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Engineering the skeletal muscle stem cell niche using microporous tissue engineering constructs

  • Full or part time
  • Application Deadline
    Applications accepted all year round
  • Self-Funded PhD Students Only
    Self-Funded PhD Students Only

Project Description

Background: Satellite cells are skeletal muscle stem cells that reside in a specific micro-environment called the niche and are responsible for muscle repair upon injury or diseases. The long-term regenerative capacity of satellite cells depends on the balance between cell differentiation and self-renewal; disruption of this balance underpins muscle aging, disease progression in muscular dystrophies and cancer, and loss of stemness upon isolation from muscles. This has preempted the use of satellite cells in cellular therapy, an issue that may be addressed by using biomaterials. The Borycki team reported recently an important role for the extra-cellular matrix proteins Laminins in the maintenance of satellite cell stemness. In parallel, the Claeyssens team has developed a novel technology to generate porous biodegradable devices made of polymers micro-structured into microwells that can mimic a stem cell niche, and showed that such devices promoted neural stem cell growth. This project plans to harness our knowledge of the natural satellite cell niche to engineer new biomaterials to grow and maintain satellite cells for cellular therapies.
Objectives: This project has two main objectives, which consist in 1) designing and testing biomaterials to support satellite cells, and 2) investigating growth, differentiation and self-renewal of satellite cells on these biomaterials.
Novelty and timeliness: This project combines a unique expertise in Sheffield in the production of highly porous biodegradable materials (e.g. polycaprolactone or polyglycerol sebacate) via emulsion templating (under patent consideration P243781GB) and further shaping by UV stereolithography, and in the culture and study of skeletal muscle stem cells in association with their myofibre. Recent progress in these two areas of research makes this proposal particularly timely.
Experimental Approach: Isolation of satellite cells, manufacturing of 3D biomaterials coated or not with distinct Laminins, analysis of cell behavior using advanced imaging and molecular techniques.
Bio-engineering holds the promise of facilitating cellular therapy for regenerative medicine. However, an in-depth understanding of cell behavior on biomaterials must be generated before translating this technology to the bedside. This project will use world-class research to gather important information on the interactions between satellite cells and biomaterials, and on the cellular and molecular properties of satellite cells grown on scaffolds using cutting-edge imaging and molecular techniques.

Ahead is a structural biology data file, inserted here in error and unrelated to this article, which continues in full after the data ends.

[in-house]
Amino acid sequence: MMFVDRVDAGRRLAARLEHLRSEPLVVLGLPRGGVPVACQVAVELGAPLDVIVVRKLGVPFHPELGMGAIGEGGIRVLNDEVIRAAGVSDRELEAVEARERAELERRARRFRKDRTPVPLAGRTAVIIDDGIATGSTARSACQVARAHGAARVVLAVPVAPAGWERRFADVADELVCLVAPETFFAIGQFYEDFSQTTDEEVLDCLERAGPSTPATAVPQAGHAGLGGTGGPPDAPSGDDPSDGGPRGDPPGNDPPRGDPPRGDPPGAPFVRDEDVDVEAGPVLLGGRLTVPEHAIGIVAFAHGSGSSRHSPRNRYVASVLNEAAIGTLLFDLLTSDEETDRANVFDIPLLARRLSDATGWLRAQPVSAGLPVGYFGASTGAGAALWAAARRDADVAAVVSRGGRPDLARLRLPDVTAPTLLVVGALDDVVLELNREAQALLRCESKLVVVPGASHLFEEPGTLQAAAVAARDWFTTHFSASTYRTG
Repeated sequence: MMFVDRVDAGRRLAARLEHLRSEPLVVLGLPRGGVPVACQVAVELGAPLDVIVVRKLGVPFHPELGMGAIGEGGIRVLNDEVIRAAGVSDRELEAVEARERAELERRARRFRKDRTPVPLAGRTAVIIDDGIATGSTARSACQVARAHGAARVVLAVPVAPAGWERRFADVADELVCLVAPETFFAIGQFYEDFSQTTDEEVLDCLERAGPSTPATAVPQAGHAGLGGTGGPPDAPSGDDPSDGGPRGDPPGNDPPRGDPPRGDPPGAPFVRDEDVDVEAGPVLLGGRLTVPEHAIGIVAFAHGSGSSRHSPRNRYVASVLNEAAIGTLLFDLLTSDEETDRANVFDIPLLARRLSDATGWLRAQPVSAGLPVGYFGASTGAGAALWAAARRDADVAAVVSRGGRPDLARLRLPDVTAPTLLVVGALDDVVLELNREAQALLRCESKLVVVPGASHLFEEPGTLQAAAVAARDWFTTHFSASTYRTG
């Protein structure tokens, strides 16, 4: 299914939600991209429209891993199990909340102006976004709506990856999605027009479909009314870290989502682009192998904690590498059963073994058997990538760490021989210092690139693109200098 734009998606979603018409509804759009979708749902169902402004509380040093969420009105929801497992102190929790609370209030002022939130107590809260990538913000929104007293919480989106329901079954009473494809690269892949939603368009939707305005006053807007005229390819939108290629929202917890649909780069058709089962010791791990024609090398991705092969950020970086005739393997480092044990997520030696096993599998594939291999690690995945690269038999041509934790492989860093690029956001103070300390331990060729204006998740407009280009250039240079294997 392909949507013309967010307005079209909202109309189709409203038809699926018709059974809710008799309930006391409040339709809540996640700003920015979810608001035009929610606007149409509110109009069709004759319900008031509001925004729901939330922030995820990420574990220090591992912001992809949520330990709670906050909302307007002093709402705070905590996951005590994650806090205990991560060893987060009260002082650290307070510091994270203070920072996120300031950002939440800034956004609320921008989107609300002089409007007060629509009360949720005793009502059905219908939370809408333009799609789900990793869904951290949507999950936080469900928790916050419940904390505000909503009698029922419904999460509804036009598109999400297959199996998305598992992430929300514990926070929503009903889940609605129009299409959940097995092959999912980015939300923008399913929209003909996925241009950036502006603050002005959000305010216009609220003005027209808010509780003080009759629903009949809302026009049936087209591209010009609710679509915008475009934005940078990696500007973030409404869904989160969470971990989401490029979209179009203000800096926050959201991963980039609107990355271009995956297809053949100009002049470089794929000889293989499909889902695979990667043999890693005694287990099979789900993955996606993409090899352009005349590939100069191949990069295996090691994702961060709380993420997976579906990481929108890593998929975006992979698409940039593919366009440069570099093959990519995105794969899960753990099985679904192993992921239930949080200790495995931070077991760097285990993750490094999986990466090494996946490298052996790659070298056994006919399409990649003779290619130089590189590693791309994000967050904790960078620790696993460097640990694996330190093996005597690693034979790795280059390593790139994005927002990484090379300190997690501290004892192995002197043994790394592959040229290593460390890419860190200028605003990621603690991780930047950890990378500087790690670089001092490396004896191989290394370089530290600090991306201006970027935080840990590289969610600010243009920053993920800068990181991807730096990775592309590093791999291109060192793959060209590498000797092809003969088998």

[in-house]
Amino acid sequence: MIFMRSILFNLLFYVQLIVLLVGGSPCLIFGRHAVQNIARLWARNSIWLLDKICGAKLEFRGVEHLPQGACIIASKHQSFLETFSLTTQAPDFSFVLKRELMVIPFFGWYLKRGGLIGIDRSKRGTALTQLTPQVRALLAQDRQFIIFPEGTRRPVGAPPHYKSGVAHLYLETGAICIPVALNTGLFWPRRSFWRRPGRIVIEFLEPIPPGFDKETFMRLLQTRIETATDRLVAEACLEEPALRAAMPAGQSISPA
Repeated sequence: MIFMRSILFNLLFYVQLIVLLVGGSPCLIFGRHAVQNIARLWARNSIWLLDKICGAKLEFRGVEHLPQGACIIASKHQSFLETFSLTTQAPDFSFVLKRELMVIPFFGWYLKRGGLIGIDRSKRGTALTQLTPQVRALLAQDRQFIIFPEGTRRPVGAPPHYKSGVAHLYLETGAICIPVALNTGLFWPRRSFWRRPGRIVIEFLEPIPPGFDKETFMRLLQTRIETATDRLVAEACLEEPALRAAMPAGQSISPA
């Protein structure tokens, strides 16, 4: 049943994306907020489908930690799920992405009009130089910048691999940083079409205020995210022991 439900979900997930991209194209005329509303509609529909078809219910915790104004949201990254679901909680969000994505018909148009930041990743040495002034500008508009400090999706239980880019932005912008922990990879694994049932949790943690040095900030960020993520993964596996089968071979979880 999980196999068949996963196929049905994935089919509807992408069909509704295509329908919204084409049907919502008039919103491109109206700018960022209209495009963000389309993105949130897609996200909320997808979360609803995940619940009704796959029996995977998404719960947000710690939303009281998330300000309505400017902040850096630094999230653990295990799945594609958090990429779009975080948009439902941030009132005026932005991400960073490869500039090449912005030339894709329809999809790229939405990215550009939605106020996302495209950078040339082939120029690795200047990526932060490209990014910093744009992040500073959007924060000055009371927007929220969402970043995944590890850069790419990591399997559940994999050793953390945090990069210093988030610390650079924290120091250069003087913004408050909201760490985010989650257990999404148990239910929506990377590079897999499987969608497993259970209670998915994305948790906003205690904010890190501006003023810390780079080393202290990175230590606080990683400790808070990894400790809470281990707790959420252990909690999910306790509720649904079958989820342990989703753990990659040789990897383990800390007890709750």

Science Graduate School
As a PhD student in one of the science departments at the University of Sheffield, you’ll be part of the Science Graduate School. You’ll get access to training opportunities designed to support your career development by helping you gain professional skills that are essential in all areas of science. You’ll be able to learn how to recognise good research and research behaviour, improve your communication abilities and experience the breadth of technologies that are used in academia, industry and many related careers. Visit to learn more.

Funding Notes

Entry requirements
First class or upper second 2(i) in a relevant subject. To formally apply for a PhD, you must complete the University's application form using the following link: View Website

*All applicants should ensure that both references are uploaded onto their application as a decision will be unable to be made without this information*.


Rayagiri SS, Ranaldi D, Mohamad Azhar I, Raven A, Lefebvre O, Zammit P, and Borycki AG. (2018) Laminin-111 deposition in the satellite cell niche mediates satellite cell self-renewal during skeletal muscle regeneration. Nature Communications 9:1075.
Sherborne C, Owen R, Reilly GC, Claeyssens F (2018). Light-based additive manufacturing of PolyHIPEs: Controlling the surface porosity for 3D cell culture applications. Mat. & Designs 156: 494-503

How good is research at University of Sheffield in Biological Sciences?

FTE Category A staff submitted: 44.90

Research output data provided by the Research Excellence Framework (REF)

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